WhatsApp vs. Signal
With so many messaging apps available, it’s important to evaluate what options are the most important to you when choosing an app. Due to their popularity and features, WhatsApp and Signal are among the most popular chatting apps. They each have strengths, but they’re not perfect.
This article with compare the two apps to help you decide whether to use WhatsApp or Signal.
Signal is available on Android, iOS, Windows, Mac, and Linux. WhatsApp is available on the same, but is also compatible with Chrome OS due to having a web-browser version. However, you’ll still need to download the app on the phone to verify a phone number.
WhatsApp also has recently included an option to move chat history between platforms in case you use more than one. In this category, WhatsApp has the edge over Signal.
Device Number Limitations
Some third-party messaging applications limit how many devices you can connect to their service per account. Signal puts that limit to five devices. Although you can access your Signal account from five devices, you can only be logged in to one phone at a time.
WhatsApp limits each account to four devices. WhatsApp allows each device to be logged in independently, and each will receive messages simultaneously. If you’re a small business owner, you can have an employee answer WhatsApp messages from their phone without you needing to log out from yours. However, if the main device becomes inactive, all other devices will automatically log out.
Ease of Use
WhatsApp has long been known for its straightforward and intuitive user interface, making it an excellent first chat app. Signal is less customizable and isn’t as user-friendly, but contains more features overall. WhatsApp wins in the ease-of-use category, but might not be able to achieve everything you need it to do.
WhatsApp has added offline support, allowing you to see your messages even when your phone is in airplane mode or disconnected from Wi-Fi. Signal does not have this capability yet, so WhatsApp takes the edge here.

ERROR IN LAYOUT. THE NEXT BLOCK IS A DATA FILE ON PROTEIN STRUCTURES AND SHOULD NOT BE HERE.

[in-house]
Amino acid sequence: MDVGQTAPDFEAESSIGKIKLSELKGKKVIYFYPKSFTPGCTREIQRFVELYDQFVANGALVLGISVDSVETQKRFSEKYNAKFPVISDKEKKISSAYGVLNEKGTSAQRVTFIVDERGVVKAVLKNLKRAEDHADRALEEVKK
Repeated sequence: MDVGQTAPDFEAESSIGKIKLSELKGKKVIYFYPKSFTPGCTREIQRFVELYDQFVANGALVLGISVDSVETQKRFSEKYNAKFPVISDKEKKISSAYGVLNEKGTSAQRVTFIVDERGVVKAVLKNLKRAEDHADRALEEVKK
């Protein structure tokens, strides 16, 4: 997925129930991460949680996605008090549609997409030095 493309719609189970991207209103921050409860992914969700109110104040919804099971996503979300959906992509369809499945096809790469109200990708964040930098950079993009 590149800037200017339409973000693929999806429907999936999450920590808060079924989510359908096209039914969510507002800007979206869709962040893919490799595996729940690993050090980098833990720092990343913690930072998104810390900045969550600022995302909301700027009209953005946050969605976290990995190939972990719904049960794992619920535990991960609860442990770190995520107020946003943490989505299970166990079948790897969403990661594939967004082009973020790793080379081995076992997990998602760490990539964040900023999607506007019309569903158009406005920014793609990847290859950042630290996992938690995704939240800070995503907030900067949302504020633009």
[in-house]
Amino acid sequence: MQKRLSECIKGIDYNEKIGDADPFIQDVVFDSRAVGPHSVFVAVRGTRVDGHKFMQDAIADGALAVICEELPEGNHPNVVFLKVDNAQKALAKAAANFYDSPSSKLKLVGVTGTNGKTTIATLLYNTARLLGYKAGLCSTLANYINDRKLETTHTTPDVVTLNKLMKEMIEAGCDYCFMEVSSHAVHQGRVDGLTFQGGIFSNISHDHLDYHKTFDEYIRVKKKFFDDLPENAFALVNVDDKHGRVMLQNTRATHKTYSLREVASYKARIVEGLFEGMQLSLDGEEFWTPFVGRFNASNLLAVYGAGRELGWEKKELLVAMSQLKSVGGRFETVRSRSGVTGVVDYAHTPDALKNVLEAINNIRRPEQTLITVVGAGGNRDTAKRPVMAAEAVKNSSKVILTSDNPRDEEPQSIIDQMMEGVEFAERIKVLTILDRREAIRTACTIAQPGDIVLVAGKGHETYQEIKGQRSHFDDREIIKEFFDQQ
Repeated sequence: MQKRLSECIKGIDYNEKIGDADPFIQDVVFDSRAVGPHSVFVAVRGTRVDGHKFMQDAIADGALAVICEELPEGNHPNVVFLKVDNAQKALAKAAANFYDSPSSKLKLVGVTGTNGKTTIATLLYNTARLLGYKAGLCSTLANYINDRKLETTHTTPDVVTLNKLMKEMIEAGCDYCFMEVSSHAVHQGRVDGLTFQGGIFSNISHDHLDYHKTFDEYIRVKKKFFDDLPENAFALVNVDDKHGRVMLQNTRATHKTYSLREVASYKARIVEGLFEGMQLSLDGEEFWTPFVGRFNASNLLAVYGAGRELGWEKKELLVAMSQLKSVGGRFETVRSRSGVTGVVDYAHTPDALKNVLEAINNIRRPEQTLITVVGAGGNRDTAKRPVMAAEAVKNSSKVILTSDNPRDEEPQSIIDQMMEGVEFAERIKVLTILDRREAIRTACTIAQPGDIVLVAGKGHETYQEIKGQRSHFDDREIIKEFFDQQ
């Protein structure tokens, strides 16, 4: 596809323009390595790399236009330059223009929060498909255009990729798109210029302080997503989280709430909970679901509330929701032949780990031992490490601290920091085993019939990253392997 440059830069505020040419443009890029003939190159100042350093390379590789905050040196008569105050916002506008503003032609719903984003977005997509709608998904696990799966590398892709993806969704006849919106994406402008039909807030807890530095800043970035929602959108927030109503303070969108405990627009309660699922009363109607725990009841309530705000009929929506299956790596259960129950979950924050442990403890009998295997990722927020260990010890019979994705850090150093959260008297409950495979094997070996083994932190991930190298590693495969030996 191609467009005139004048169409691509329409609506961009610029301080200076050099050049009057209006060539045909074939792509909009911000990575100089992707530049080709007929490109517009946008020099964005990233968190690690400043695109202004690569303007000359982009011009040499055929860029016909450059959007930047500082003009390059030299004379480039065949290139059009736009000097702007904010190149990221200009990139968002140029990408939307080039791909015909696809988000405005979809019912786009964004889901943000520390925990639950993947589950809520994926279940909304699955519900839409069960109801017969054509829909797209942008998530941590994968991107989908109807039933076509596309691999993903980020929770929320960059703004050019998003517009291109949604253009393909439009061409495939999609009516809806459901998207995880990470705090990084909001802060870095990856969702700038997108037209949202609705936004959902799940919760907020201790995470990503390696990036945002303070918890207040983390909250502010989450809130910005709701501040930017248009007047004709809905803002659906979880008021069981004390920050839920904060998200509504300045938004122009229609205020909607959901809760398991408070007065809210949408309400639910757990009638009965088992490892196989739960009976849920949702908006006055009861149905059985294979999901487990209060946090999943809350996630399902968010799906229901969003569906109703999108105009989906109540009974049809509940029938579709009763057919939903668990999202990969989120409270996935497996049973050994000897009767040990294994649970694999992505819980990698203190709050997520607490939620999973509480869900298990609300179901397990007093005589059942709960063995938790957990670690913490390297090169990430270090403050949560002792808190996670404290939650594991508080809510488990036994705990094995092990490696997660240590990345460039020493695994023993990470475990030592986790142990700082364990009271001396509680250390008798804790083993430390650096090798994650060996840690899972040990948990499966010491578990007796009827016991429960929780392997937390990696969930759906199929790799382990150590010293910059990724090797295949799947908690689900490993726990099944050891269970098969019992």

Signal boasts that no matter what, “no one can read your messages or listen to your calls,” including Signal themselves. All messages are encrypted “end-to-end,” which means they are secure on both the sending and receiving end. Even group chats are securely encrypted in this way. Signal doesn’t store delivered messages on servers and keeps undelivered messages for a much shorter time than WhatsApp. Signal also accesses no personal information but your phone number.
Though these security concerns have caused many users to flee from WhatsApp to other third-party messengers, it remains to be seen whether the concerns are founded. If privacy is of utmost concern to you, you may be swayed in the Signal direction.
Signal’s Extra Privacy Options
Because of Signal’s concern for privacy, you can lock the app with a biometric or algebraic password. There’s also an option of adding two-factor authentication (2FA). Screen security is maximized with a feature that causes the Signal app to appear blank to others when you switch to another app.
IP addresses are hidden automatically, and you can hide your identity on voice calls if you wish. An interesting addition to Signal is a photo editor. You can blur any faces or information in photos before you send them. Signal is overwhelmingly the most secure messaging app available. Interviews with their president and board show consistently that security and privacy are their top priorities as a company.